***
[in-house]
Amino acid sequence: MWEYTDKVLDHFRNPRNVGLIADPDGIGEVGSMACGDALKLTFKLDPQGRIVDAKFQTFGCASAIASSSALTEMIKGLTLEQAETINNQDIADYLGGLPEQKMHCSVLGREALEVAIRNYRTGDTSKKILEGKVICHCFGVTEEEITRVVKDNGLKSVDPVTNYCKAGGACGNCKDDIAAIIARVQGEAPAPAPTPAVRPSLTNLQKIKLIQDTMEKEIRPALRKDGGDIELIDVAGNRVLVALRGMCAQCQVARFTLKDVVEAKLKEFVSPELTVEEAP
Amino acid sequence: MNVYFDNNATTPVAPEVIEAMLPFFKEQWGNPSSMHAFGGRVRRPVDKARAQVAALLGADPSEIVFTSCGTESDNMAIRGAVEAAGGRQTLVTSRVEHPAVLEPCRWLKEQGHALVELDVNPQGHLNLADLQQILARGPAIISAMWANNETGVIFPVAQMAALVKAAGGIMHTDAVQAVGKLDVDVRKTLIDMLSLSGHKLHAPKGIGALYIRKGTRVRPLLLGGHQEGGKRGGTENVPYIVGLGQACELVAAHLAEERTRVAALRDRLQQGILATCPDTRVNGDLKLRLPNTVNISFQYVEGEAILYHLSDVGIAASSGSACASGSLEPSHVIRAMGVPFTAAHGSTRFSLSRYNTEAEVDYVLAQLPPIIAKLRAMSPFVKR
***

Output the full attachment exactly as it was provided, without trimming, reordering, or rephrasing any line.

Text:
[in-house]
Amino acid sequence: MWEYTDKVLDHFRNPRNVGLIADPDGIGEVGSMACGDALKLTFKLDPQGRIVDAKFQTFGCASAIASSSALTEMIKGLTLEQAETINNQDIADYLGGLPEQKMHCSVLGREALEVAIRNYRTGDTSKKILEGKVICHCFGVTEEEITRVVKDNGLKSVDPVTNYCKAGGACGNCKDDIAAIIARVQGEAPAPAPTPAVRPSLTNLQKIKLIQDTMEKEIRPALRKDGGDIELIDVAGNRVLVALRGMCAQCQVARFTLKDVVEAKLKEFVSPELTVEEAP
Amino acid sequence: MNVYFDNNATTPVAPEVIEAMLPFFKEQWGNPSSMHAFGGRVRRPVDKARAQVAALLGADPSEIVFTSCGTESDNMAIRGAVEAAGGRQTLVTSRVEHPAVLEPCRWLKEQGHALVELDVNPQGHLNLADLQQILARGPAIISAMWANNETGVIFPVAQMAALVKAAGGIMHTDAVQAVGKLDVDVRKTLIDMLSLSGHKLHAPKGIGALYIRKGTRVRPLLLGGHQEGGKRGGTENVPYIVGLGQACELVAAHLAEERTRVAALRDRLQQGILATCPDTRVNGDLKLRLPNTVNISFQYVEGEAILYHLSDVGIAASSGSACASGSLEPSHVIRAMGVPFTAAHGSTRFSLSRYNTEAEVDYVLAQLPPIIAKLRAMSPFVKR